It can keep others from falling away.  Once the word of God is lost, so is the world and so is the church.  Let us do our part to keep that from happening.  I think of the warning of leaven corrupting the whole lump (1 Cor. 5:6) and that we purge it out. 

                                                  ii.      It irritates - poured on a wound or in the eyes, salt can be very painful.  But I hear that at times it can be helpful as this is done. 

1.       Similarly, at times being a Christian will be an irritant to the world.  As we live and proclaim the word of God, there are going to be those who don’t like it.

2.       Heb. 4:12 describes the word of God as living and powerful, sharper than a 2 edged sword, “piercing even to the division of soul and spirit, and of joins and marrow, and is a discerner of the thoughts and intents of the heart.

3.       Jesus taught His disciples that the truth would irritate the world – John 15:18-19.  1 John 3:13, “Do not marvel, my brethren, if the world hates you.

4.       And He was not alone – John the Baptist before Herod and Pharisees; Jesus before Jewish leaders, Stephen, Paul, etc.

5.       Just prior to describing Christians as salt in our text, we have “the beatitudes”.  The final beatitude deals with being persecuted for righteousness sake (Matt. 5:10-12)  Even in that we continue to be examples. 

                                                iii.      It creates thirst – Salt makes us thirsty.  The more salt there is in a food, the thirstier we get.

1.       As the salt of the earth, we by our example ought to provoke others to desire the word of God.

2.       They ought to see something in us that they want.  How we handle problems, our disposition (positive, pleasant, kind, etc.), our consistency in practicing what we preach, how we avoid trouble by living pure lives, how we deal with hateful and ungodly people, etc. – these are things that people see and they will cause some to want to know what you are about. 
In Acts 16, did the conduct of Paul and Silas in prison have anything to do with the jailer turning to them? (16:25 – in context this is after they were persecuted and beaten for preaching Christ). 

3.       That is why it is important that we be a proper example at all times.  Sure there will be many who mock us, but others will see something worthy of further investigation.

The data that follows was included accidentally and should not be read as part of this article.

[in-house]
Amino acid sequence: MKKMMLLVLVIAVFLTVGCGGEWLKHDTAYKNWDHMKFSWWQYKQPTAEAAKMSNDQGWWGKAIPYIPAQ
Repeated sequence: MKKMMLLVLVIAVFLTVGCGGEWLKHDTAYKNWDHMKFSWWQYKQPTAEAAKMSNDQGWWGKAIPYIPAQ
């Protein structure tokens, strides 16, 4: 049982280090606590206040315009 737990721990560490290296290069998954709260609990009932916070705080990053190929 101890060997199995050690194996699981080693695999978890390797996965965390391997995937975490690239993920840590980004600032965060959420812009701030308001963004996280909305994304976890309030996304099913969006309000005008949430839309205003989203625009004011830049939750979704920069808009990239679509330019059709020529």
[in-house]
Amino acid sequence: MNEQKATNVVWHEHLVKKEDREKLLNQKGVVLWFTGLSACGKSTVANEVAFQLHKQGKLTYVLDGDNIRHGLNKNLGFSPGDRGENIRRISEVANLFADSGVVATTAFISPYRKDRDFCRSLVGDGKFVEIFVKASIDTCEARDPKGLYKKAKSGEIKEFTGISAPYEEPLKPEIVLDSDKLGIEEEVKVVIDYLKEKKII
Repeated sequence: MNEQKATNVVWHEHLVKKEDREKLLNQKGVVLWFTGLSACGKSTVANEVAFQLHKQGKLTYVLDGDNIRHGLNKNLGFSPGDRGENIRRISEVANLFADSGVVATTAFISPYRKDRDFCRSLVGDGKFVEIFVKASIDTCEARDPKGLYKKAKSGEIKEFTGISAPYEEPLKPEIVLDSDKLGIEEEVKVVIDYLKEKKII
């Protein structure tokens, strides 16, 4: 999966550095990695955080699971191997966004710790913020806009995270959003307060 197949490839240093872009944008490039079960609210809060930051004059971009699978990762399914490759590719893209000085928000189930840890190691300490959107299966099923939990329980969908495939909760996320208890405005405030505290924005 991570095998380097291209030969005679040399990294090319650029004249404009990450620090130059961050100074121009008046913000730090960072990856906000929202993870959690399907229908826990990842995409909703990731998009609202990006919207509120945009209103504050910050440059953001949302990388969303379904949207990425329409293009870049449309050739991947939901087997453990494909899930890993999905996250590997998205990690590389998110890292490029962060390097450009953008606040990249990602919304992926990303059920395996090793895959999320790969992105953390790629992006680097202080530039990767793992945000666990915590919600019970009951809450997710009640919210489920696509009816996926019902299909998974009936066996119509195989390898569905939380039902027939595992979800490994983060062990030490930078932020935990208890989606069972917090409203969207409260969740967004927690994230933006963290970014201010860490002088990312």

iv.      It flavors (seasons) – the average person enjoys a little seasoning in their foods.  Salt can take a bland piece of meat and give it the right amount of flavor to make it more palatable and perhaps even “perfect.” 

1.       One of the observations made in Matt. 5:13 is that if salt loses its flavor, how will the world be seasoned?   It is good for nothing.   Perhaps this was the main point Jesus was emphasizing with our example as salt.

2.       In this we are reminded that we need to live to make the world a pleasant place.  Just as our godly influence causes others to thirst, it can give this world a more pleasant outlook.  The ungodly world is an ugly place.  It is filled with hopelessness, bitterness, corruption, pain and sorrow, etc. 
How can we make the world around us a better place?  By simply being “the salt of the earth”.  Make the environment around you as pleasant as possible. 

3.       Cause the world to see your good works and glorify God because of it (Matt. 5:16). 
Col. 4:6, let your speech be seasoned with salt.

4.       As I read the Bible I see a standard that will work if everyone were to apply it.  While we cannot force others into following what we believe to be the truth, we can make our environment, and to whatever degree we have the ability, their environment, more pleasant and palatable.  Be a part of what makes the world around you better instead of worse.